The last two continued to the final round, where they were tasked to create a goldfish bowl like none other. The methods were amazing, and the results were spectacular: the man did a fisherman's net with a crayfish peeking out inside a gold swirly bowl, all in a moat-dish with guppies in it. The woman did a three-tier planet thing with rings of Saturn! I kind of preferred his, but hers was the most spectacular and she won--Japan's newest Top Glassblower!
rachelmanija: (Anime is serious)
( Sep. 2nd, 2007 09:58 pm)
I am sitting in a manga kissaten (manga cafe), side by side with [livejournal.com profile] telophase, [livejournal.com profile] bravecows, and [livejournal.com profile] sho_sunaga, all of us typing away on our respective LJs. It is a great moment in the history of geekdom, especially since it is the culmination of a day which also included manga-shopping, doujinshi-shopping, and a dinner in which we regaled each other with tales of how we discovered slash, fic, and fandom.

Meeting [livejournal.com profile] bravecows and [livejournal.com profile] sho_sunaga was definitely one of the best bits of Worldcon for me. I think some of you know the former already, but the latter is newish to LJ; she is a Japanese fan who is into manga, SGA, Supernatural, Sentinel, Star Trek,, and fic.

Today, after a brief stop at an English used bookshop, Good Day Books in Ebisu (where Stephanie was briefly trapped in the elevator), we met up at the statue of Hachiko the loyal dog at Shibuya station, along with approximately one thousand others attempting to meet friends at the same coordinates.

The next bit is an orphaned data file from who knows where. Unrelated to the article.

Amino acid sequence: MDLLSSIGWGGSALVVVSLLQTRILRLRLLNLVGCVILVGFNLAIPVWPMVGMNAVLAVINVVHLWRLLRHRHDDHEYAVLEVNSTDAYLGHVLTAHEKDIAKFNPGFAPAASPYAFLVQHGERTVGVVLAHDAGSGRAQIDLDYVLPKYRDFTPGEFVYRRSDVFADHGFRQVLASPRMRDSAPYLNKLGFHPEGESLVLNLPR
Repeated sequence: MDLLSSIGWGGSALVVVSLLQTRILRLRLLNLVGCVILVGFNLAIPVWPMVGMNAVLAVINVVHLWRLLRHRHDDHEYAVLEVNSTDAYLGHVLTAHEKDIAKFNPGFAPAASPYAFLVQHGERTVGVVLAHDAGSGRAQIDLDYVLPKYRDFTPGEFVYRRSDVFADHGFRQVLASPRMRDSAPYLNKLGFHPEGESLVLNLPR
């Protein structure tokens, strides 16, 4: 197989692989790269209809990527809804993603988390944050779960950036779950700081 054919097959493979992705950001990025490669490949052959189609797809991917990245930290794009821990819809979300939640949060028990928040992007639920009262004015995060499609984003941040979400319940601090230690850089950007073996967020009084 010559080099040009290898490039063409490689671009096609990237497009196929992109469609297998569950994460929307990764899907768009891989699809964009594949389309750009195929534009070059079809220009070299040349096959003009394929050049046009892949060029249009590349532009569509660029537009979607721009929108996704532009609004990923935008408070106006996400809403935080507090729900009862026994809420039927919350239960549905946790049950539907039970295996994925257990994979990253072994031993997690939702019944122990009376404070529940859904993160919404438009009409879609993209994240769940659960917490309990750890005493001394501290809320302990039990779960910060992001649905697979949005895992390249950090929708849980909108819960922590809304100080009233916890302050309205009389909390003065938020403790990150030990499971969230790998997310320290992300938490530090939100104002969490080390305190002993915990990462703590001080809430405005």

We went to a bookshop, where I bought several copies of Saiyuki Gaiden 3 and was irritated that many of [livejournal.com profile] sho_sunaga's favorite manga have not yet been translated into English, and where [livejournal.com profile] telophase [livejournal.com profile] bravecows bought bilingual Tale of Genji manga.

Then we went to Mandarake, a massive doujinshi shop, where [livejournal.com profile] bravecows talked me into buying a mysterious doujinshi with the subtitle "The love between an animal and a plant," from the RPS section-- I think it might be Russell Crowe/Paul Bethany. [livejournal.com profile] telophase made an astonishing find, detailed on her LJ.

Then we proceeded to an izakaya, where I had a lychee soda, and we all had a fantastic appetizer of Vietnamese/Japanese/California spring roll sushi-ish thingies, before proceeding to sashimi, fried chicken wings, soup with noodles and cabbage, and oyakodon (chicken and egg over rice). It turns out that me and both had original Trek as one of our first fandoms, and discovered slash when searching for it online. [livejournal.com profile] bravecows, the baby of the group, began with Hanson fic at the tender age of ten!

[livejournal.com profile] sho_sunaga showed us some downloaded manga she can read on her cellphone (which also connects to the internet.) When it gets to the rape scene, the phone vibrates!